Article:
Abuse in Divorce
Since Iowa is a pure no-fault state, you cannot use domestic violence as grounds for your divorce. Instead, the court only looks at whether the marriage is broken and without the possibility of reconciliation between spouses. However, the presence of domestic violence could be used by the court to support its conclusion that the marriage is broken. In addition, because safety of children is the most important consideration in all custody determinations, a history of domestic violence may serve as the court's basis for awarding sole custody to you.
As the divorce process moves forward, victims of domestic violence may obtain a protective order. These orders are signed by a judge and provide specific legal protections to the recipient, aimed at preventing further abuse. The order may require the abuser to leave the marital home, stay away from the victim spouse's place of employment or school, and award temporary child custody to the victim spouse. A copy of the order will be forwarded to the 911 dispatcher in the county where it was issued and be freely accessible by local law enforcement.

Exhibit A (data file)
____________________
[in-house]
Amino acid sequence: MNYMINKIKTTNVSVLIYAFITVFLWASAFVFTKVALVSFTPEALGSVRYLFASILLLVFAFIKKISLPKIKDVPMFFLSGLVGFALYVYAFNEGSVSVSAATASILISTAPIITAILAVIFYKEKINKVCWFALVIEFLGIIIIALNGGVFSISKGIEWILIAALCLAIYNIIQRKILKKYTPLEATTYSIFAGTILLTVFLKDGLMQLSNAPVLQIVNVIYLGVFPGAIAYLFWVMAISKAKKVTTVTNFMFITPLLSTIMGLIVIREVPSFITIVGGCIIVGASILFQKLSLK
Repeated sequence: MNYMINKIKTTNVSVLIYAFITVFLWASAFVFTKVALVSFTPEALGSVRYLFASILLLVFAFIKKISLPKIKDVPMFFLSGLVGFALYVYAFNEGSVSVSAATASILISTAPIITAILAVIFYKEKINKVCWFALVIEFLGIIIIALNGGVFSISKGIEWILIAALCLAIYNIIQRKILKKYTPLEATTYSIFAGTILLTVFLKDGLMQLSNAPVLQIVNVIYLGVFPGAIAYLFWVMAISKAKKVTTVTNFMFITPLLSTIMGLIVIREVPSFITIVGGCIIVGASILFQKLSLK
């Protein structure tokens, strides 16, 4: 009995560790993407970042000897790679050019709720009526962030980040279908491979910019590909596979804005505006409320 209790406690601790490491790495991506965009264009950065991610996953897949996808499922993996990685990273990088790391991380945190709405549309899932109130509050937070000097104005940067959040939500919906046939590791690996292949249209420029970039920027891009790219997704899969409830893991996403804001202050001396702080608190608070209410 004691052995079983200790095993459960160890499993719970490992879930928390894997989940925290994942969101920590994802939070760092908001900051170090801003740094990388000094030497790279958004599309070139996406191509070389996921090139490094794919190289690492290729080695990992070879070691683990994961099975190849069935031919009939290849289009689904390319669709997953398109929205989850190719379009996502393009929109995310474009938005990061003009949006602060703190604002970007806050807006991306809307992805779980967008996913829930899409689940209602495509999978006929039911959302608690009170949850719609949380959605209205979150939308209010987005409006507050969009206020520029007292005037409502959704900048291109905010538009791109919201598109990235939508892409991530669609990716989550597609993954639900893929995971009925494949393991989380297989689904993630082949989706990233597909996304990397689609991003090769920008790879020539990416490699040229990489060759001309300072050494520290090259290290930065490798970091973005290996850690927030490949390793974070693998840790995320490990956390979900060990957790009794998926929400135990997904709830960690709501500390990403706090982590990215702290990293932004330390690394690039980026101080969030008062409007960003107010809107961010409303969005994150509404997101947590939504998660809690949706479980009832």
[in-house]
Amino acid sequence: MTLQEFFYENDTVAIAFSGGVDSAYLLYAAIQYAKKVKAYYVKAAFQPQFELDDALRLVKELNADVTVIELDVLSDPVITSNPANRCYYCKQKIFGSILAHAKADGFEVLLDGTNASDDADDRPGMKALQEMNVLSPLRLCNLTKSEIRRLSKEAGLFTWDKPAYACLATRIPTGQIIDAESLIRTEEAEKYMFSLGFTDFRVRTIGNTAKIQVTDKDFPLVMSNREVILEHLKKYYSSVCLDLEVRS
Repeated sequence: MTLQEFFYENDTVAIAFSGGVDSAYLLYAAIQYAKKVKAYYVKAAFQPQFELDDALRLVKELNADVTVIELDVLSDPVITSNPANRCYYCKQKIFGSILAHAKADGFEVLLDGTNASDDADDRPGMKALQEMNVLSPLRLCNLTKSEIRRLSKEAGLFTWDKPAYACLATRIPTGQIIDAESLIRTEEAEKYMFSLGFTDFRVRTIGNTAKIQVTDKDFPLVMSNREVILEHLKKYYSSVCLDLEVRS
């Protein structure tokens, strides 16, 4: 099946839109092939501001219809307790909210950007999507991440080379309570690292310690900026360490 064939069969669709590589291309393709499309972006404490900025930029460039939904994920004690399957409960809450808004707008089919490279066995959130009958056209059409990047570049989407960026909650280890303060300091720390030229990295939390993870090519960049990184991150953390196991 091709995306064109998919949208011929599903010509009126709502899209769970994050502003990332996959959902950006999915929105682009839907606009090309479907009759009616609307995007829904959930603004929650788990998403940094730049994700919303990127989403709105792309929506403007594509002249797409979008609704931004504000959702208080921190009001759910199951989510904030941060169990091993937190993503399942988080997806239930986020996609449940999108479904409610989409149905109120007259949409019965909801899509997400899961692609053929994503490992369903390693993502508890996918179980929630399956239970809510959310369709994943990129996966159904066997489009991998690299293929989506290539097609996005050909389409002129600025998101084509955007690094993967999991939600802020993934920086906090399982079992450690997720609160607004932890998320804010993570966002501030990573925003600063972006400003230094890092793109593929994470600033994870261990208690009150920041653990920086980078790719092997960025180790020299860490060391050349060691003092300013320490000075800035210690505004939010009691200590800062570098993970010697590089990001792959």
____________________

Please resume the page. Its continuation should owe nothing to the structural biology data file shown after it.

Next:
Temporary Protective Orders
While a hearing is generally required before a protective order will be issued, you may request a temporary order if you are in immediate danger of further abuse. This request may accompany your initial divorce paperwork; notice of these filings, also referred to as service, must be provided to your spouse. Courts in Iowa will likely forward your paperwork to the sheriff's office for service in cases of domestic violence; however, in some counties, you may be responsible for contacting the sheriff's office yourself. A judge will review the request and has the discretion to issue a temporary order without a hearing.
Permanent Protective Orders
After a temporary protective order is issued, a hearing must be held no less than five days and no more than fifteen days from the date of service. At that time, you will be required to present evidence that the abuse occurred. You must prove that you were either physically abused, a gun or other dangerous weapon was brandished at you, or you were threatened with physical violence to the point that you were actually in fear of being harmed. Evidence may be in the form of police reports, witness testimony and medical records. After hearing all evidence, a judge will decide whether you have established sufficient grounds for continued protection and issue a permanent order.